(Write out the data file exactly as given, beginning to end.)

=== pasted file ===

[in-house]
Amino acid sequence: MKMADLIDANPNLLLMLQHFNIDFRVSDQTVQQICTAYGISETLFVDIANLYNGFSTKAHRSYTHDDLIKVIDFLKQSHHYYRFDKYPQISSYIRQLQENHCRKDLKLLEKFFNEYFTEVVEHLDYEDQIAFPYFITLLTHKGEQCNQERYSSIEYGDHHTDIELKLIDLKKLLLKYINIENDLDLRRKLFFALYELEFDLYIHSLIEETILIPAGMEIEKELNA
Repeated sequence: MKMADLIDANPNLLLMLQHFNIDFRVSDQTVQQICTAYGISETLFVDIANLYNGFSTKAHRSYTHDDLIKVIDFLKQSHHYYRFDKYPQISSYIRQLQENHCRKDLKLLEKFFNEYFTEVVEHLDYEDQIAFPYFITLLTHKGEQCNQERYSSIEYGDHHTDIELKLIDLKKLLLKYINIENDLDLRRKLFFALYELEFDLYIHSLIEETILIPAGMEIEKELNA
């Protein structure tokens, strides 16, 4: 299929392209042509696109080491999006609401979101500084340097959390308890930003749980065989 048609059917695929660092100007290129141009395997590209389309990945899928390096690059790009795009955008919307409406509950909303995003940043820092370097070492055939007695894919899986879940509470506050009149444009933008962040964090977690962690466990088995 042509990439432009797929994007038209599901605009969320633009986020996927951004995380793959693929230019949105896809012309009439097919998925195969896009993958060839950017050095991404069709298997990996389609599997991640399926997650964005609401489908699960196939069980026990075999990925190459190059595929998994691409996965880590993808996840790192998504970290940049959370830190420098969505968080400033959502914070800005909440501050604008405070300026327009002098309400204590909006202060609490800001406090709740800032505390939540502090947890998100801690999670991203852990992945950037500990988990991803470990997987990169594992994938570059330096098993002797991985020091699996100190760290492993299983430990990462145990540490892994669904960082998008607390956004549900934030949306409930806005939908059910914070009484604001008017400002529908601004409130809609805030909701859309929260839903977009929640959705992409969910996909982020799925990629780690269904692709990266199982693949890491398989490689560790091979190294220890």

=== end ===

[in-house]
Amino acid sequence: MKMADLIDANPNLLLMLQHFNIDFRVSDQTVQQICTAYGISETLFVDIANLYNGFSTKAHRSYTHDDLIKVIDFLKQSHHYYRFDKYPQISSYIRQLQENHCRKDLKLLEKFFNEYFTEVVEHLDYEDQIAFPYFITLLTHKGEQCNQERYSSIEYGDHHTDIELKLIDLKKLLLKYINIENDLDLRRKLFFALYELEFDLYIHSLIEETILIPAGMEIEKELNA
Repeated sequence: MKMADLIDANPNLLLMLQHFNIDFRVSDQTVQQICTAYGISETLFVDIANLYNGFSTKAHRSYTHDDLIKVIDFLKQSHHYYRFDKYPQISSYIRQLQENHCRKDLKLLEKFFNEYFTEVVEHLDYEDQIAFPYFITLLTHKGEQCNQERYSSIEYGDHHTDIELKLIDLKKLLLKYINIENDLDLRRKLFFALYELEFDLYIHSLIEETILIPAGMEIEKELNA
């Protein structure tokens, strides 16, 4: 299929392209042509696109080491999006609401979101500084340097959390308890930003749980065989 048609059917695929660092100007290129141009395997590209389309990945899928390096690059790009795009955008919307409406509950909303995003940043820092370097070492055939007695894919899986879940509470506050009149444009933008962040964090977690962690466990088995 042509990439432009797929994007038209599901605009969320633009986020996927951004995380793959693929230019949105896809012309009439097919998925195969896009993958060839950017050095991404069709298997990996389609599997991640399926997650964005609401489908699960196939069980026990075999990925190459190059595929998994691409996965880590993808996840790192998504970290940049959370830190420098969505968080400033959502914070800005909440501050604008405070300026327009002098309400204590909006202060609490800001406090709740800032505390939540502090947890998100801690999670991203852990992945950037500990988990991803470990997987990169594992994938570059330096098993002797991985020091699996100190760290492993299983430990990462145990540490892994669904960082998008607390956004549900934030949306409930806005939908059910914070009484604001008017400002529908601004409130809609805030909701859309929260839903977009929640959705992409969910996909982020799925990629780690269904692709990266199982693949890491398989490689560790091979190294220890």